To exercise that authority, the carrier must submit an unequivocal consummation notice, under which it advises the agency that it has exercised the granted right to abandon. This submission creates an unambiguous regulatory record. It leaves practically no room for debate over whether a line has or has not been abandoned, thus minimizing litigation over the issue in the courts or at the agency. ISW had never filed a consummation notice, so the line was not abandoned.

To be sure, the landowners are not without a regulatory remedy, generally referred to as an adverse abandonment. In such a proceeding, the applicant has a heavy burden to demonstrate that the public convenience and necessity require that the carrier's common carrier rights and obligations be extinguished. An adverse abandonment is, as the Board stated, typically a complex proceeding. It requires public input, statutorily-required environmental and historic reviews, a consideration of the present and future need for rail service on the line, and a decision whether that need is outweighed by other interests. This is a substantially heavier burden than the one that the landowners sought to carry by characterizing their request as a declaratory order of abandonment.

The Board was not sympathetic with the landowners, who had candidly stated in another forum that they had chosen the declaratory order approach in part to avoid the STB's $27,000 filing fee for an adverse abandonment. (Congress has required the STB to assess cost-based filing fees, and the adverse abandonment fee is far from its mandated highest charge.) The STB did, though, hint that if the landowners choose to seek an adverse abandonment, it might waive some requirements – possibly referring to some or all of the filing fee. Whether property owners seeking to secure ownership of 17.2 miles of corridor, with the substantial value which that implies, could make a showing that they deserve to have the filing fee waived is an interesting question.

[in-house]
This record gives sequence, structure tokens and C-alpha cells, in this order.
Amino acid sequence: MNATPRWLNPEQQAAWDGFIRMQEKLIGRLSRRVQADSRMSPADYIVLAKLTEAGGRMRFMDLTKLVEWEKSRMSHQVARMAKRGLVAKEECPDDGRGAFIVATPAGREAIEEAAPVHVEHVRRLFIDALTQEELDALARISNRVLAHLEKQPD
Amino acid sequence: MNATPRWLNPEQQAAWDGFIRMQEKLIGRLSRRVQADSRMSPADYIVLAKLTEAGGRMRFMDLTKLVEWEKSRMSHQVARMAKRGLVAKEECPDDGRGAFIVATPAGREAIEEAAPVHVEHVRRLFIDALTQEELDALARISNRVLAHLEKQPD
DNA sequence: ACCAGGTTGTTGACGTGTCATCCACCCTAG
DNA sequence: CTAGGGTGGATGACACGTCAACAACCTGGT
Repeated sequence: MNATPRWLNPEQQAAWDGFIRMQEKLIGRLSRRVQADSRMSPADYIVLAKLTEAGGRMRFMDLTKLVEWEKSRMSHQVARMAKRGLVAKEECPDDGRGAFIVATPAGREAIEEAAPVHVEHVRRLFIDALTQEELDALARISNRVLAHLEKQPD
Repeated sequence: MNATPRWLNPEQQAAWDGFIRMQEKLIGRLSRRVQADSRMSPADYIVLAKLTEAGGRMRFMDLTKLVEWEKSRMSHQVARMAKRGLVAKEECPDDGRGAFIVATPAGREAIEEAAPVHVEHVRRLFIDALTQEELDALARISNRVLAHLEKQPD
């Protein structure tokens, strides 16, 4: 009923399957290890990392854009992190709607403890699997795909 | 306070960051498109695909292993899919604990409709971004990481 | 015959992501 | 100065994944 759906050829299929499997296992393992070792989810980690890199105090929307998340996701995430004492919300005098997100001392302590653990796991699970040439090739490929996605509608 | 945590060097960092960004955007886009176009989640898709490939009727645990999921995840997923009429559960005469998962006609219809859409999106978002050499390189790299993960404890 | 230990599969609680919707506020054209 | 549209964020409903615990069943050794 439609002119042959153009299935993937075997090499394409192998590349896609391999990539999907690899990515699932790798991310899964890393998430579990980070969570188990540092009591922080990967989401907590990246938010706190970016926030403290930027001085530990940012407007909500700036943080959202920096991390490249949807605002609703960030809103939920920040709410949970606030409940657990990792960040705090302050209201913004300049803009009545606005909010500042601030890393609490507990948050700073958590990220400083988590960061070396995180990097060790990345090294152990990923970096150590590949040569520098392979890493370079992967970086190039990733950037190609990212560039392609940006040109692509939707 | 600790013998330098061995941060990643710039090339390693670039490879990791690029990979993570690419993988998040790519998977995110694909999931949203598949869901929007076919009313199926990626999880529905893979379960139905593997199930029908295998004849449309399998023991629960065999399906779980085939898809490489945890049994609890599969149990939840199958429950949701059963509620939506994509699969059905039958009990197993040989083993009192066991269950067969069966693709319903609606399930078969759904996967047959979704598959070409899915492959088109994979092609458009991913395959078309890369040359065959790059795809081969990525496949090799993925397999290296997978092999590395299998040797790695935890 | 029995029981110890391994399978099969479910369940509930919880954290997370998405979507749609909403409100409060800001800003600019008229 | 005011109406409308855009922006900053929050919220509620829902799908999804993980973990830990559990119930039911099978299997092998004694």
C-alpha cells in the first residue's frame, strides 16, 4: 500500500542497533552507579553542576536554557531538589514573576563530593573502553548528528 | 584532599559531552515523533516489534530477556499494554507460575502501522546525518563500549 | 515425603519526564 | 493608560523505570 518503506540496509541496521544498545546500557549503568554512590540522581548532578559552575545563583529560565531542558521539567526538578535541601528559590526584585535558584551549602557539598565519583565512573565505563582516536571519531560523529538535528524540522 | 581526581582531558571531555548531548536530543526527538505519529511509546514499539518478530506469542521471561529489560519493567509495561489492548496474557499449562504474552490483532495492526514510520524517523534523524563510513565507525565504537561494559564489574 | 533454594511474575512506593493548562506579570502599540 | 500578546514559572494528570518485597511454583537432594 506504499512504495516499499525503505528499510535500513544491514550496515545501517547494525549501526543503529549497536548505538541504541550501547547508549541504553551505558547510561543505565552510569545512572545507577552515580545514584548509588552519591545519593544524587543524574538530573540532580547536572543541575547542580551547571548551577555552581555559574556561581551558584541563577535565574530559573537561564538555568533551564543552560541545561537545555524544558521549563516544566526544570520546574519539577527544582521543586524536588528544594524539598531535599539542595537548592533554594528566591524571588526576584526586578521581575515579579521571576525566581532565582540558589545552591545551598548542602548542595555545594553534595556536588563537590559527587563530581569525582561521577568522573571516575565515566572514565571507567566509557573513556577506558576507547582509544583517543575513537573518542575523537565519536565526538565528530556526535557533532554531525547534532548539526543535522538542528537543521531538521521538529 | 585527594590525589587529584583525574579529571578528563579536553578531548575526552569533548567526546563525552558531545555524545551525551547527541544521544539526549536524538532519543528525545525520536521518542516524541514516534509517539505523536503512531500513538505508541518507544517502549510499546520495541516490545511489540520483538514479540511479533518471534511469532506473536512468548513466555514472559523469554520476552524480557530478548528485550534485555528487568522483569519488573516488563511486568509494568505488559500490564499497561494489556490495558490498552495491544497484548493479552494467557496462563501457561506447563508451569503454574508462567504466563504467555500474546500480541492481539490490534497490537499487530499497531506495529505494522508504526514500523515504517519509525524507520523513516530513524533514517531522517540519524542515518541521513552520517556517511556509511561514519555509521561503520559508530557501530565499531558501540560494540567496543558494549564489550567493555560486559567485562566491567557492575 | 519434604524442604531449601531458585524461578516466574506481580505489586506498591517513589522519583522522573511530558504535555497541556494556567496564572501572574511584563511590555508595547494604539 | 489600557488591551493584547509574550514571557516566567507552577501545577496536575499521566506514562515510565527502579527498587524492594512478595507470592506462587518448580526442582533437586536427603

So, why has ISW not simply abandoned the line? One possible explanation is the fact that it attempted in 2011 to negotiate a "trail use," or "rail banking," arrangement with a local trails organization. Under the National Trails System Act, if a railroad and a trails organization can reach agreement, the line of railroad goes into a rail bank , with the trails organization taking over management of the property for an indefinite period of time. A corridor in rail bank status has not been abandoned, and the property – even if acquired by easement for railroad purposes – does not revert. Rail banking has been done countless times over the decades, and today, many a community enjoys an unbroken public hiking and/or cycling trail that could never have been assembled at any achievable cost but for the "rails to trails" process. ISW may still harbor hopes that a trail arrangement can be negotiated with a community or charitable organization.

The regulatory process a railroad must follow to abandon a rail line has been criticized as excessively bureaucratic and economically unnecessary. Future simplification, or even elimination, of the prior approval requirement may come in an era of increasing deregulation. But this case demonstrates a clear remaining role for the STB as a recorder of unambiguous carrier abandonment consummations.